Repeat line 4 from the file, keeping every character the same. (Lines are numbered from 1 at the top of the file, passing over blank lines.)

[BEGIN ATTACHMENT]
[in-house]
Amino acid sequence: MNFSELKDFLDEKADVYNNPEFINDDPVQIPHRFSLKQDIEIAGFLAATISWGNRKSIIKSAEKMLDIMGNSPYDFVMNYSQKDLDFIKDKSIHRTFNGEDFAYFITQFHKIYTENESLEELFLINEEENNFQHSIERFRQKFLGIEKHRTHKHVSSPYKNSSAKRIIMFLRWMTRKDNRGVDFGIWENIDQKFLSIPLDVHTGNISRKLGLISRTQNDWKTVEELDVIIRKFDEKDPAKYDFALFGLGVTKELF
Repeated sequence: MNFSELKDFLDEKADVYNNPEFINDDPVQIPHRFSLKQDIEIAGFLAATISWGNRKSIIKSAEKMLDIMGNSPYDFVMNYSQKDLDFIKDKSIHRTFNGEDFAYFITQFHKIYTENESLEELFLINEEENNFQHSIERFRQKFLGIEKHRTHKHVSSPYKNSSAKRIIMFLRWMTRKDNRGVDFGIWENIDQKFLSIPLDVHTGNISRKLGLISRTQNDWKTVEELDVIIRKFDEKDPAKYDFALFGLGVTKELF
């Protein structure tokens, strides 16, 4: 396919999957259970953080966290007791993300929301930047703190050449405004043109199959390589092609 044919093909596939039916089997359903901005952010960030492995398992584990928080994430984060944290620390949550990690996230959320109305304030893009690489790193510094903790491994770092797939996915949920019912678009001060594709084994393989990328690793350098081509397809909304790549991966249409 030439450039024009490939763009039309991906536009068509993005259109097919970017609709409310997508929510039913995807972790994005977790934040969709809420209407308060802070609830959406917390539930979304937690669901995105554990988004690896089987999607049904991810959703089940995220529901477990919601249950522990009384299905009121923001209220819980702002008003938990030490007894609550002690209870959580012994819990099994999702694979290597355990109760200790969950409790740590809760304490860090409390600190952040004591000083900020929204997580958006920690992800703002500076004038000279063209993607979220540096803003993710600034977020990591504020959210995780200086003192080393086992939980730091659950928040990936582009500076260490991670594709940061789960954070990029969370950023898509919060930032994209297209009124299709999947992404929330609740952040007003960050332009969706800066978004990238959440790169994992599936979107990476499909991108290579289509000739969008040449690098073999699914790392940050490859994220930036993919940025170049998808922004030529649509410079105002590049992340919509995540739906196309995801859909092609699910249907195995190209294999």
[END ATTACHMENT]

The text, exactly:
């Protein structure tokens, strides 16, 4: 396919999957259970953080966290007791993300929301930047703190050449405004043109199959390589092609 044919093909596939039916089997359903901005952010960030492995398992584990928080994430984060944290620390949550990690996230959320109305304030893009690489790193510094903790491994770092797939996915949920019912678009001060594709084994393989990328690793350098081509397809909304790549991966249409 030439450039024009490939763009039309991906536009068509993005259109097919970017609709409310997508929510039913995807972790994005977790934040969709809420209407308060802070609830959406917390539930979304937690669901995105554990988004690896089987999607049904991810959703089940995220529901477990919601249950522990009384299905009121923001209220819980702002008003938990030490007894609550002690209870959580012994819990099994999702694979290597355990109760200790969950409790740590809760304490860090409390600190952040004591000083900020929204997580958006920690992800703002500076004038000279063209993607979220540096803003993710600034977020990591504020959210995780200086003192080393086992939980730091659950928040990936582009500076260490991670594709940061789960954070990029969370950023898509919060930032994209297209009124299709999947992404929330609740952040007003960050332009969706800066978004990238959440790169994992599936979107990476499909991108290579289509000739969008040449690098073999699914790392940050490859994220930036993919940025170049998808922004030529649509410079105002590049992340919509995540739906196309995801859909092609699910249907195995190209294999």